-- Capital expenditures that will be roughly $23 million, $14 million of
which are expected to support growth plans; as a result of the company's
continued growth in investments, we estimate that free operating cash flow
will be modestly negative for fiscal 2013 but positive by 2014 after the
company decreases its growth capital expenditures;
-- No debt reduction given the company's lack of debt amortization in its
capital structure; and
-- No discretionary dividends to shareholders.
We believe that the company will remain highly leveraged over the
near-to-intermediate term given its lack of pre-payable debt and payment in
kind dividend accretion on its sizable preferred stock (for which we assign
100% debt treatment when calculating financial ratios). As a result, we
believe that the majority of the company's deleveraging will be dependent upon
EBITDA growth. Our forecast assumptions yield leverage of about 8x and FFO to
total debt of under 10% by the end of fiscal 2013 (5x area and about 12%,
respectively, excluding preferred stock), which are in line with our highly
leveraged indicative ratios.
We view Shearer's Foods LLC's liquidity as "adequate." We expect sources of
liquidity over the next 12 months will exceed its uses by more than 1.2x, and
that next sources will be positive, even with a 15% drop in EBITDA. Our view
of liquidity is also based on the following information and assumptions:
-- We expect funds from operations and availability under the company's
$50 million ABL will be sufficient to cover cash uses, including working
capital and operational needs.
-- We believe the company will have an adequate financial covenant
cushion based on our belief that the only financial maintenance covenant, a
springing fixed coverage covenant of 1x on the company's ABL facility, will
not trigger because we do not anticipate that excess availability wil fall
below $5 million at any time or that average excess availability will fall
below $7.5 million over any five-business-day period.
-- The company has a manageable debt maturity schedule, including no near
term debt maturities until 2017, when its ABL facility matures, and no debt
amortization requirements on its senior secured notes maturing 2019.
-- We believe the company has sound relationships with its banks.
The issue-level rating on the company's $235 million senior secured notes is
'B'. The recovery rating is '4', indicating our expectation for average (30%
to 50%) recovery for lenders in the event of a payment default.
Standard & Poor's simulated default scenario assumes a loss of revenues for
Shearer's due to increased competitive pressures from both name brand and
private label products, as well as the loss of one or more key customers. At
the same time, the company experiences an increase in raw material costs,
which negatively impacts margins and profitability. In addition, difficulties
could result from product safety or recall issues. Such factors lead to a
default occurring in 2015.Standard & Poor's believes that if the company were
to default, the business model would continue to be viable driven by the
continued demand for Shearer's products, such as kettle chips, and its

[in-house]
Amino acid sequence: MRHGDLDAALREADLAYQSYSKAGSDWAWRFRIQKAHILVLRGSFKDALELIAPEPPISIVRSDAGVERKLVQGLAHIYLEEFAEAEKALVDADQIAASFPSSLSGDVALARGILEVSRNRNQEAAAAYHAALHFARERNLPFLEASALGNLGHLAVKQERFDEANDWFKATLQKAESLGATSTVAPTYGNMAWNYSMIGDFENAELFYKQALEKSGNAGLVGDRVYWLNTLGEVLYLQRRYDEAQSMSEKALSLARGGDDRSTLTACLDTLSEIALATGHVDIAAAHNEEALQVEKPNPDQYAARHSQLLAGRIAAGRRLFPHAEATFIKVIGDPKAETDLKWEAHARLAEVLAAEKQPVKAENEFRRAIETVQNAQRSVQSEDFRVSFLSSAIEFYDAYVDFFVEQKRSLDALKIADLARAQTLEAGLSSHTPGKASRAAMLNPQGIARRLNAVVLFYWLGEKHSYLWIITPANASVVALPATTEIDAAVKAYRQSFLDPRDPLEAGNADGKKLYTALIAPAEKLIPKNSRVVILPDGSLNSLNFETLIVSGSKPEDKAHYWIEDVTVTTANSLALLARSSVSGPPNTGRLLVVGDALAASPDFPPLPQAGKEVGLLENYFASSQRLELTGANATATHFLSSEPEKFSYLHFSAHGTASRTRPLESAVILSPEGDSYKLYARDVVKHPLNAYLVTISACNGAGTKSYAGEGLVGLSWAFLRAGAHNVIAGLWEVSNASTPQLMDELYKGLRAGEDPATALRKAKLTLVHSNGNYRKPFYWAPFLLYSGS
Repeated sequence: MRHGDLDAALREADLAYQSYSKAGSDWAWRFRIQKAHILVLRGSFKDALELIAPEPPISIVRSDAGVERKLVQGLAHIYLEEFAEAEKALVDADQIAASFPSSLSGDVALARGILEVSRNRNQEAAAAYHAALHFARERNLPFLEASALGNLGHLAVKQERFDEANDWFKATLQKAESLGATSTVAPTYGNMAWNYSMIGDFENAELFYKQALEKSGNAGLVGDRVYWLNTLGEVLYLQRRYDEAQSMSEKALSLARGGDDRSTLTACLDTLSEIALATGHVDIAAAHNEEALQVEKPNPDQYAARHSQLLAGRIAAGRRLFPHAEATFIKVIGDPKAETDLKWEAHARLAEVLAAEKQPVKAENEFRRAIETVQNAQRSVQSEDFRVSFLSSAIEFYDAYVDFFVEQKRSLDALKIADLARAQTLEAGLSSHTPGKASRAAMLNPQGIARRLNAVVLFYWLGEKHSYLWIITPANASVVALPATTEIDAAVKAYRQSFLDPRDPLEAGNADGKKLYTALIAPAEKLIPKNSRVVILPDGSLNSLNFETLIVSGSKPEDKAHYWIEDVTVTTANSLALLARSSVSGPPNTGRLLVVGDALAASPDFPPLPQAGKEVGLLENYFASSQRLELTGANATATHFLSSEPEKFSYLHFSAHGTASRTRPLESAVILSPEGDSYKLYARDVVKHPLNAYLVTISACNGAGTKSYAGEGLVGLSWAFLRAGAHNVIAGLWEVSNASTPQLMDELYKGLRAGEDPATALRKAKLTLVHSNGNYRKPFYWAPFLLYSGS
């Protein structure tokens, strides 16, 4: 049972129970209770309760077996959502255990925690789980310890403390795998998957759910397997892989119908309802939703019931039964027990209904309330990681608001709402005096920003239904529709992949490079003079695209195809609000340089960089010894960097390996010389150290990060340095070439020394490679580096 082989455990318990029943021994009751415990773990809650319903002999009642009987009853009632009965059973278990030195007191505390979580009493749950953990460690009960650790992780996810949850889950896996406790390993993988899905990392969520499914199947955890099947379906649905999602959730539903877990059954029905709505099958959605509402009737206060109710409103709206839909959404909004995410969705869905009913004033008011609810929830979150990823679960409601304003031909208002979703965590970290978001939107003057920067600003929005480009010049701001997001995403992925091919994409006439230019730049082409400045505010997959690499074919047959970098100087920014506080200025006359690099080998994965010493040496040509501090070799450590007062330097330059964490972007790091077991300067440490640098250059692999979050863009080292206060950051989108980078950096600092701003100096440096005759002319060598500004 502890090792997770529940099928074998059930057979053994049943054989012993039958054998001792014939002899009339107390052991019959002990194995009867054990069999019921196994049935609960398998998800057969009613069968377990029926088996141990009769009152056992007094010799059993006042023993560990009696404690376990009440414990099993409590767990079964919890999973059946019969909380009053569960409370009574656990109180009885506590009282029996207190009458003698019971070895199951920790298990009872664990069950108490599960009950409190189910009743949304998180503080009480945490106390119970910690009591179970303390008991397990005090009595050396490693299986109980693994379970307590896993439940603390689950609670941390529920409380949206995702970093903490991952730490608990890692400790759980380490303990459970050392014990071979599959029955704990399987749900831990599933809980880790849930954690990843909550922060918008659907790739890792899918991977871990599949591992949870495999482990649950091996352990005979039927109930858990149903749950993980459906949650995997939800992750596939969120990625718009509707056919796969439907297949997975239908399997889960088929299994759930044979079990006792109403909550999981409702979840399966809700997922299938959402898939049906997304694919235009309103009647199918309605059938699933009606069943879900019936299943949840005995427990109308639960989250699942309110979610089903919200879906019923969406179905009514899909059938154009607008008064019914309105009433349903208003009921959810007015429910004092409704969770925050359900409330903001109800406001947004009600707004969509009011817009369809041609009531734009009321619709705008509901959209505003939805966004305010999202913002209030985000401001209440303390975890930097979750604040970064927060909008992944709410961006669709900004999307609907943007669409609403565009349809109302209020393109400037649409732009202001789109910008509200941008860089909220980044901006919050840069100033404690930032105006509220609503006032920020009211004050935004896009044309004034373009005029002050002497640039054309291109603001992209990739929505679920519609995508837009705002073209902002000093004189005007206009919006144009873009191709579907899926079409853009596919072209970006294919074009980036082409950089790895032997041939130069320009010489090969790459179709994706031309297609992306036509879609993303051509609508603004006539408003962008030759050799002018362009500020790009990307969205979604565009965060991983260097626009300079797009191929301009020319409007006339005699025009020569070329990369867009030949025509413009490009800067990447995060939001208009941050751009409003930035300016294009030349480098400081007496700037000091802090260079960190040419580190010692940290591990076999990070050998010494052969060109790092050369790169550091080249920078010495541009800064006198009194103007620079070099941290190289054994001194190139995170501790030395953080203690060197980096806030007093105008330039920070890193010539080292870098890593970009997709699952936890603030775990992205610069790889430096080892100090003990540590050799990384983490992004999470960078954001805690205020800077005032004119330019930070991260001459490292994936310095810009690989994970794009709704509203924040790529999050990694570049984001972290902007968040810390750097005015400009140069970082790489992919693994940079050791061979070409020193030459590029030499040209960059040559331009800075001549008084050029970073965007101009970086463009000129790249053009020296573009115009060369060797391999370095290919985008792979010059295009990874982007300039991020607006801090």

manufacturing scale. As a result, lenders would achieve a greater recovery
value through a reorganization process rather than through liquidation.
Therefore, in evaluating the recovery prospects for debt holders, we used an
enterprise value methodology under our distressed case scenario to determine
emergence enterprise value. To value the reorganized enterprise, we apply a 5x
EBITDA multiple to our estimated emergence-level EBITDA of approximately $29
million to arrive at a gross enterprise value of about $144 million.
The outlook is stable, reflecting our expectation that Shearer's will maintain
adequate liquidity and improve free operating cash flow through EBITDA
expansion and reduced capital expenditures. We could consider a downgrade if
the company's operating performance deteriorates, leading to sustained
negative free cash flows or to constrained liquidity, possibly leading to a
"less than adequate" liquidity descriptor. We believe this could result from
higher input costs that the company is unable to offset, a loss of key
customers, or a change in financial policy whereby the company makes large
leveraged dividends or debt-financed acquisitions, reducing its revolver
availability. Given the company's very high debt leverage, it is unlikely that
we would consider an upgrade in the next 12 months.
Related Criteria And Research
-- Key Credit Factors: Criteria For Rating The Global Branded Nondurable
Consumer Products Industry, April 28, 2011
-- Corporate Ratings Criteria 2008, April 15, 2008
-- Methodology And Assumptions: Liquidity Descriptors For Global
Corporate Issuers, Sept. 28, 2011
-- Methodology: Business Risk/Financial Risk Matrix Expanded, Sept. 18,
-- Hybrid Capital Handbook: September. 2008 Edition, Sept. 15, 2008
-- 2008 Corporate Criteria: Ratios and Adjustments, April 15, 2008.
Alternate contact information for Jean Stout: (1) 917- 572-7609
Shearer's Foods LLC
Chip Finance Corp.
Corporate credit rating B/Stable CCC+/Watch Pos
Shearer's Foods LLC
Senior secured debt B
Recovery rating 4
Shearer's Foods LLC
Senior secured term loan NR CCC+
Recovery rating NR 3
Revolving credit facility NR CCC+
Recovery rating NR 3
Complete ratings information is available to subscribers of RatingsDirect on
the Global Credit Portal at www.globalcreditportal.com. All ratings affected
by this rating action can be found on Standard & Poor's public Web site at
www.standardandpoors.com. Use the Ratings search box located in the left